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Internal Medicine

Periventricular leukomalacia (PVL)

Introduction

White-matter brain injury, characterized by the necrosis (more often coagulation) of white matter near the lateral ventricles.

  • Also known as “encephalodystrophy”, “ischemic necrosis”, “periventricular infarction”, “coagulation necrosis”, “leukomalacia,” “softening of the brain”, “infarct periventricular white matter”, “necrosis of white matter”, “diffuse symmetrical periventricular leukoencephalopathy”
  • Leading known cause of cerebral palsy and cognitive deficits in premature infants
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Oxygen Deprivation Around. (2019) Periventricular Leukomalacia (PVL) | Birth Injury Attorneys. Retrieved March 20, 2019, from https://www.abclawcenters.com/practice-areas/neonatal-birth-injuries/periventricular-leukomalacia/

Pathophysiology

Pathogenesis:

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Pathogenesis of periventricular leukomalacia (PVL) | McMaster Pathophysiology Review. Retrieved March 20, 2019, from http://www.pathophys.org/cerebralpalsy/ivh-pvl/

Neuropathologic hallmarks:

  • Microglial activation
  • Focal & diffuse periventricular depletion of premyelinating oligodendroglia (premyelinating oligodendroglia are highly vulnerable to death caused by glutamate, free radicals, and proinflammatory cytokines)
    • Focal component (located deep in the cerebral white matter)
      • Characterized by localized necrosis of all cellular elements with subsequent cyst formation
    • Diffuse component (less severe injury, apparently cell-specific, categorized by diffuse injury to oligodendroglial precursors)
      • Oligodendroglial precursors → Mature oligodendroglial cells (form the myelin of the cerebral white matter)
        • This process is principally a post-term event in human brain. Thus, not unexpectedly, the principal neuropathologic sequela of PVL is a diminution of WM volume and ventriculomegaly, secondary to the deficiency of myelin.
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Schematic depiction of coronal section of cerebrum with the focal and diffuse components of PVL shown in one hemisphere and the cerebral vascular supply in the other hemisphere. The focal necrotic component of PVL is depicted by the black circles, and the diffuse OL-specific component, in the gray shading. The long and short penetrating arteries supply the cerebral WM, as shown. | Volpe, J. J. (2001). Neurobiology of Periventricular Leukomalacia in the Premature Infant. Pediatric Research, 50, 553. Retrieved from https://doi.org/10.1203/00006450-200111000-00003
brain-injury-hypoxia-ischemia-due-to-periventricular-leukomalacia-pvl
Hypoxia ischemia due to periventricular leukomalacia (PVL) | Oxygen Deprivation Around. (2019) Periventricular Leukomalacia (PVL) | Birth Injury Attorneys. Retrieved March 20, 2019, from https://www.abclawcenters.com/practice-areas/neonatal-birth-injuries/periventricular-leukomalacia/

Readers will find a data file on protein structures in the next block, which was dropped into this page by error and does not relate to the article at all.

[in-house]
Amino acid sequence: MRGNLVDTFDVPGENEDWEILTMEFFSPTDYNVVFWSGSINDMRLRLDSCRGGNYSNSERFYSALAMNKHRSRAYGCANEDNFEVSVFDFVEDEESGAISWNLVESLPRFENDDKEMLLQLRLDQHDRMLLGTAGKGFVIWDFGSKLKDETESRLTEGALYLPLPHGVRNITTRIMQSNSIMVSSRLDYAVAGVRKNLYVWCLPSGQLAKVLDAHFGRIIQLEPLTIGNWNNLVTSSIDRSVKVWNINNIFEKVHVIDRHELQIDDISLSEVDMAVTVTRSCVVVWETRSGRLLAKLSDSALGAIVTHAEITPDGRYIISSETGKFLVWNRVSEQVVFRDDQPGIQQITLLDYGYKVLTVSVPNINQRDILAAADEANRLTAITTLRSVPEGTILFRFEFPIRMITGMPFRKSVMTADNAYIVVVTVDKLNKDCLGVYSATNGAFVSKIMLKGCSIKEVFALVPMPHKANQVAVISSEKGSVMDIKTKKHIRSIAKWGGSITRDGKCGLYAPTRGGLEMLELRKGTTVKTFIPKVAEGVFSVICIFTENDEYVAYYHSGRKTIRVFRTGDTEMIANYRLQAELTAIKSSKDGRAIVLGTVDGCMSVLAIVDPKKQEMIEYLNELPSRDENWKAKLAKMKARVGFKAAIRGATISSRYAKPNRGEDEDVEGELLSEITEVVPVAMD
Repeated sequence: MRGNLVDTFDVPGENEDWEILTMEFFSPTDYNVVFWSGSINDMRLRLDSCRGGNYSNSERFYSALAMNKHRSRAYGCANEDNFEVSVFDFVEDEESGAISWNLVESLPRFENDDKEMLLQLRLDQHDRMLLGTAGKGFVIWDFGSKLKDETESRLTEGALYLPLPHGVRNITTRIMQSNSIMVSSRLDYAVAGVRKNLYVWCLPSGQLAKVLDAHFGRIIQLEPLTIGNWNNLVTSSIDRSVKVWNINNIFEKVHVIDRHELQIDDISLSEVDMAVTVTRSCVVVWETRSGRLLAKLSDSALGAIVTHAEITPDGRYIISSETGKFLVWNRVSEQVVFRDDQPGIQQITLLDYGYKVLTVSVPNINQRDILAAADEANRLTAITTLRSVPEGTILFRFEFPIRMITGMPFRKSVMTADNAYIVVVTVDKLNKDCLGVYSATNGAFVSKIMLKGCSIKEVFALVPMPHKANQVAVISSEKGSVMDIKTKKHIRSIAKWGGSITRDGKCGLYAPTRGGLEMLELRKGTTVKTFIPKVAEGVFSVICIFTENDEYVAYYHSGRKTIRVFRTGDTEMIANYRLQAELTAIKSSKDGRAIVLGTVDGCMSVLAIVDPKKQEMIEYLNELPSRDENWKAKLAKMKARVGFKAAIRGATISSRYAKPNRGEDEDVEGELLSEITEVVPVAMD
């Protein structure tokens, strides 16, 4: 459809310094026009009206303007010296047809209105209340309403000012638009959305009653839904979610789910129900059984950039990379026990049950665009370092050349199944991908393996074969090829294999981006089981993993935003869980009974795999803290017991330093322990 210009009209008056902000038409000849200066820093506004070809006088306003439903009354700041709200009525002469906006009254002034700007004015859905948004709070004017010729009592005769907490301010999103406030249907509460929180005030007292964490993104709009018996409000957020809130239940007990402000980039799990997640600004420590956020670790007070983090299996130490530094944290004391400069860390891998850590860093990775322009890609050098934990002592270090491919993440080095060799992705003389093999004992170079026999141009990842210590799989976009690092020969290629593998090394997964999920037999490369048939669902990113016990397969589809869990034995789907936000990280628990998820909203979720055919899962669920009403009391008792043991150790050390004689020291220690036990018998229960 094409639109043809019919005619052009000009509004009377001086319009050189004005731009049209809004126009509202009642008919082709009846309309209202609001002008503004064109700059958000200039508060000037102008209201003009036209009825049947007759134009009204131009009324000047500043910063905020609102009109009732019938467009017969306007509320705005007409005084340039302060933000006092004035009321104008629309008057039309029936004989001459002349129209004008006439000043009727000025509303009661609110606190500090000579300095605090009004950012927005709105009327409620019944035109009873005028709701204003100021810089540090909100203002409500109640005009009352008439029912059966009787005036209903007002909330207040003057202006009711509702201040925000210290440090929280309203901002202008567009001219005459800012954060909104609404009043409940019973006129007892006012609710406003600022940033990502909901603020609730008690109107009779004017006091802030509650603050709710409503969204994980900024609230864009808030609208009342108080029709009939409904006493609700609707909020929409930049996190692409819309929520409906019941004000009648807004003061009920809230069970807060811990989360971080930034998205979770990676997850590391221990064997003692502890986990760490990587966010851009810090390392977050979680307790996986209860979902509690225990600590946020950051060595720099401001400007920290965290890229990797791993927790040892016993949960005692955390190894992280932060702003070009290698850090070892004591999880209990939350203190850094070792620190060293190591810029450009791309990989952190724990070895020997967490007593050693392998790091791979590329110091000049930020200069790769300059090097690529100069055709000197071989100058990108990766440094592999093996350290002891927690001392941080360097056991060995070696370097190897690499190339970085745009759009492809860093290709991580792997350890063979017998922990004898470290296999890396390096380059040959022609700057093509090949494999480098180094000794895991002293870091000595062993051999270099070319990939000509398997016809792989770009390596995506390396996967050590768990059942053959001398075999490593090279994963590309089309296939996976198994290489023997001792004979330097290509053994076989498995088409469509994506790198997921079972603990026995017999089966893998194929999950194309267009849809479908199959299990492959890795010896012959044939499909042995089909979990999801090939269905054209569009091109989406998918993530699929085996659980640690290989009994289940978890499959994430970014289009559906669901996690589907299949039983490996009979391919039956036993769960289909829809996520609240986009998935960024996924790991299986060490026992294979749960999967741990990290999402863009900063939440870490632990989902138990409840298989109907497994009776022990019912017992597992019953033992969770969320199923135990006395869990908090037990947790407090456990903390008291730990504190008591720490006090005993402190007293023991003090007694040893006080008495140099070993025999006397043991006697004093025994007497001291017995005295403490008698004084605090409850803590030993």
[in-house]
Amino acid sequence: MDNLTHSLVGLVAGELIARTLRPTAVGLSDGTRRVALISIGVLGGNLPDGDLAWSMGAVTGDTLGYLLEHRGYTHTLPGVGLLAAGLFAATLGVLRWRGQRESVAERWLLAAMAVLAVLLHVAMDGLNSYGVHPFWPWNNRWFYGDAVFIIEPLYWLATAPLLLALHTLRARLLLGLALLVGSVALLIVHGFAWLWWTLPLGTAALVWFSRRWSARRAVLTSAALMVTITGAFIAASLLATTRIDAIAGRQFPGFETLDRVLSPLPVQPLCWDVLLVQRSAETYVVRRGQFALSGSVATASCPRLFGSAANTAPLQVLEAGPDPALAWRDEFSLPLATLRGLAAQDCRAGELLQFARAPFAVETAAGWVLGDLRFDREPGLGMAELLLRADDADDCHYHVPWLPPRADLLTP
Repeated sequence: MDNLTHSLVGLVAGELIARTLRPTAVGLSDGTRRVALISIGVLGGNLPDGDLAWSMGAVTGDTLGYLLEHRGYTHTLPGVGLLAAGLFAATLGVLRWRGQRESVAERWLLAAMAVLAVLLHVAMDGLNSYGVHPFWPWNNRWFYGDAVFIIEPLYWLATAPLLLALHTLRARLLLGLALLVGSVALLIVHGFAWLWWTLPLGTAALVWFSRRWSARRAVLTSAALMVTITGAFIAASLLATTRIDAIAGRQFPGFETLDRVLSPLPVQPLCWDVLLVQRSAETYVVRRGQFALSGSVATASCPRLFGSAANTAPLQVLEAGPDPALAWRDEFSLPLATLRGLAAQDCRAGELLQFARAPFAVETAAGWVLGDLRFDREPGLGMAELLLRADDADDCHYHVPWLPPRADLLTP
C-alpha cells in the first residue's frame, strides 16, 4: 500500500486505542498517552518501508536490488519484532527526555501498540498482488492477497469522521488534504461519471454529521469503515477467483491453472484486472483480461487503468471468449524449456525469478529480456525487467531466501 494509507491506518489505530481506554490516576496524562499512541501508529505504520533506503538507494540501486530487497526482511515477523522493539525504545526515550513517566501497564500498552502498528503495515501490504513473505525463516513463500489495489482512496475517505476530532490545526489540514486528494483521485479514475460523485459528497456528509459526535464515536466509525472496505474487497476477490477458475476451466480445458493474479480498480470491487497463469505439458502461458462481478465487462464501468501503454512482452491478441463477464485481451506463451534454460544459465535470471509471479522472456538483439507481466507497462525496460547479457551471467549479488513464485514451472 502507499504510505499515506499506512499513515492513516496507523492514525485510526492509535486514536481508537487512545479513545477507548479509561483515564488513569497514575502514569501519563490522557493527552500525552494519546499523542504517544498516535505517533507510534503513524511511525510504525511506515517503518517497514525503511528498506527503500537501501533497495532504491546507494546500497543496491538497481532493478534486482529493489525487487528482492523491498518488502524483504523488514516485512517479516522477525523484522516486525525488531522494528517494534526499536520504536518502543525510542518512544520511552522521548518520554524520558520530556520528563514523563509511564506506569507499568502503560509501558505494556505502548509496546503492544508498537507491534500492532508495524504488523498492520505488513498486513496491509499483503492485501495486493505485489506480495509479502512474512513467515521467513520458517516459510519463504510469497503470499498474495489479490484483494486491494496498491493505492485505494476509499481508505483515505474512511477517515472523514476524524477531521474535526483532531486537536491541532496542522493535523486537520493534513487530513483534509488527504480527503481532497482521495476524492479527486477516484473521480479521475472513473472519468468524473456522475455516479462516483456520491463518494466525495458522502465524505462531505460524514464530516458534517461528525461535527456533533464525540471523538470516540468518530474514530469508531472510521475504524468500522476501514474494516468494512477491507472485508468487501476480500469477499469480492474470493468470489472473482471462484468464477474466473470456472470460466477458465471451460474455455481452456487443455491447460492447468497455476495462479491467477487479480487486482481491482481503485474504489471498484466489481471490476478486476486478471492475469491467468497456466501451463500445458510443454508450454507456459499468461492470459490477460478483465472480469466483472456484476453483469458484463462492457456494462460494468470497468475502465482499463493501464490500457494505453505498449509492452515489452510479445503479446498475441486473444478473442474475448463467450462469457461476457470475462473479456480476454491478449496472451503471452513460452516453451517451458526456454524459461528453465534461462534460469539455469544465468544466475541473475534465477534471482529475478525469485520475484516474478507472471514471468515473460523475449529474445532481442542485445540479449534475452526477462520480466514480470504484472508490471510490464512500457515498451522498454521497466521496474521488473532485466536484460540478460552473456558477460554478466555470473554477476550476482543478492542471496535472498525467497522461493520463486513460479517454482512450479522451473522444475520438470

Clinical features

  • Spastic diplegia (M/C motor sequelae)
    • Related primarily to the deep periventricular locus of the focal component of the lesion
  • Cognitive and behavioural deficits (related to the diffuse component of the lesion)
    • Motor function more impaired than cognitive & language functions

Diagnosis

Imaging

Cranial ultrasonography:

  • Increased periventricular white matter echogenicity ± cystic abnormalities (cystic abnormalities visible after ≥ 1 week after birth)

Diffusion-weighted magnetic resonance imaging:

  • Visualize PVL earlier in the neonatal period than ultrasonography
  • Can provide prognostic information by documenting:
    • Gray matter atrophy
    • Tract degenerations
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Periventricular leukomalacia (PVL). Sagittal (A) and coronal (B) cranial untrasonograms obtained at age 2 days. Images exemplify extensive bilateral cystic PVL. This twin born at 29 weeks of gestation had fetal heart rate decelerations and Apgar scores of 4 and 7 at 1 and 5 minutes, respectively, related to his role as donor in twin-twin transfusion syndrome. C, Magnetic resonance image (fluid-attenuated inversion recovery) obtained at age 10 days in an infant born at 34 weeks of gestation. Image shows bilateral enlarged, blood-filled ventricles and prominent bilateral periventricular high-signal areas in the white matter lateral to the ventricles, consistent with PVL. The mother, who had diabetes, had pregnancy-induced hypertension, which was treated with magnesium sulfate. The baby, with Apgar scores of 2 and 2 at 1 and 5 minutes, respectively, developed status epilepticus that responded to treatment with phenobarbital sodium. Shortly after birth, he developed severe bilateral intraventricular hemorrhages with posthemorrhagic hydrocephalus, a frequent concomitant of PVL. D, T2-weighted magnetic resonance image (fluid-attenuated inversion recovery) in a 9-year-old girl with intractable complex seizures since infancy. There are peritrigonal high-signal areas, consistent with PVL. She had been born at 37 weeks of gestation to a mother with diabetes, and developed severe hypoxia, which was treated with extracorporeal membrane oxygenation. | Deng, W., Pleasure, J., & Pleasure, D. (2008). Progress in Periventricular Leukomalacia. Archives of Neurology, 65(10), 1291–1295. https://doi.org/10.1001/archneur.65.10.1291

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